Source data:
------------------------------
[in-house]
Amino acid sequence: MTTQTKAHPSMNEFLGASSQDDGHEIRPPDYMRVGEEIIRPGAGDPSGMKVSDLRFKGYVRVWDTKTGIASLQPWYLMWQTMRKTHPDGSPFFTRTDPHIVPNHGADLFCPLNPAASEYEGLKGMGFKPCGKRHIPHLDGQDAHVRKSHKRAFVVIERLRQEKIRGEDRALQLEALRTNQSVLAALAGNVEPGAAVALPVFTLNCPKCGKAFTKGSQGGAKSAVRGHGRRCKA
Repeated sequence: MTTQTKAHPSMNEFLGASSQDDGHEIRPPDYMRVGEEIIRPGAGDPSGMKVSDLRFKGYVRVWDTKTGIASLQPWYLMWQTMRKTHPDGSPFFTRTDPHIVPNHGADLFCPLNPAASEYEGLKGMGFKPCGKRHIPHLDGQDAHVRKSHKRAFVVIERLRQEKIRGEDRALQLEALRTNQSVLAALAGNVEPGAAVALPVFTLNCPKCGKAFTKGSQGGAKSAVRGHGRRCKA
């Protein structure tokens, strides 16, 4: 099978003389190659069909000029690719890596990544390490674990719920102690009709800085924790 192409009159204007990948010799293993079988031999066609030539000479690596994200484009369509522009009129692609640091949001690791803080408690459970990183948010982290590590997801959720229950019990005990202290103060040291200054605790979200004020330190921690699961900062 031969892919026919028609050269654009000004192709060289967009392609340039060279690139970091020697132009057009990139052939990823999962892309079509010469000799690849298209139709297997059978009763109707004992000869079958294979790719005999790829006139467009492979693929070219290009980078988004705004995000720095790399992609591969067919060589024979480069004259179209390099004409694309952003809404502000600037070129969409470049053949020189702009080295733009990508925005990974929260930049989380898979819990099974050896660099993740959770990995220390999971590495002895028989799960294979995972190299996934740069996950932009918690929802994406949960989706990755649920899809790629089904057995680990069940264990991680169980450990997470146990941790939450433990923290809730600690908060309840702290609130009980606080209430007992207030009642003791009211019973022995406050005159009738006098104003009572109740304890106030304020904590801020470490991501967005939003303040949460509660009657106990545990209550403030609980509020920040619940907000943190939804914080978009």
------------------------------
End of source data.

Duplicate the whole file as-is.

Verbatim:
[in-house]
Amino acid sequence: MTTQTKAHPSMNEFLGASSQDDGHEIRPPDYMRVGEEIIRPGAGDPSGMKVSDLRFKGYVRVWDTKTGIASLQPWYLMWQTMRKTHPDGSPFFTRTDPHIVPNHGADLFCPLNPAASEYEGLKGMGFKPCGKRHIPHLDGQDAHVRKSHKRAFVVIERLRQEKIRGEDRALQLEALRTNQSVLAALAGNVEPGAAVALPVFTLNCPKCGKAFTKGSQGGAKSAVRGHGRRCKA
Repeated sequence: MTTQTKAHPSMNEFLGASSQDDGHEIRPPDYMRVGEEIIRPGAGDPSGMKVSDLRFKGYVRVWDTKTGIASLQPWYLMWQTMRKTHPDGSPFFTRTDPHIVPNHGADLFCPLNPAASEYEGLKGMGFKPCGKRHIPHLDGQDAHVRKSHKRAFVVIERLRQEKIRGEDRALQLEALRTNQSVLAALAGNVEPGAAVALPVFTLNCPKCGKAFTKGSQGGAKSAVRGHGRRCKA
């Protein structure tokens, strides 16, 4: 099978003389190659069909000029690719890596990544390490674990719920102690009709800085924790 192409009159204007990948010799293993079988031999066609030539000479690596994200484009369509522009009129692609640091949001690791803080408690459970990183948010982290590590997801959720229950019990005990202290103060040291200054605790979200004020330190921690699961900062 031969892919026919028609050269654009000004192709060289967009392609340039060279690139970091020697132009057009990139052939990823999962892309079509010469000799690849298209139709297997059978009763109707004992000869079958294979790719005999790829006139467009492979693929070219290009980078988004705004995000720095790399992609591969067919060589024979480069004259179209390099004409694309952003809404502000600037070129969409470049053949020189702009080295733009990508925005990974929260930049989380898979819990099974050896660099993740959770990995220390999971590495002895028989799960294979995972190299996934740069996950932009918690929802994406949960989706990755649920899809790629089904057995680990069940264990991680169980450990997470146990941790939450433990923290809730600690908060309840702290609130009980606080209430007992207030009642003791009211019973022995406050005159009738006098104003009572109740304890106030304020904590801020470490991501967005939003303040949460509660009657106990545990209550403030609980509020920040619940907000943190939804914080978009």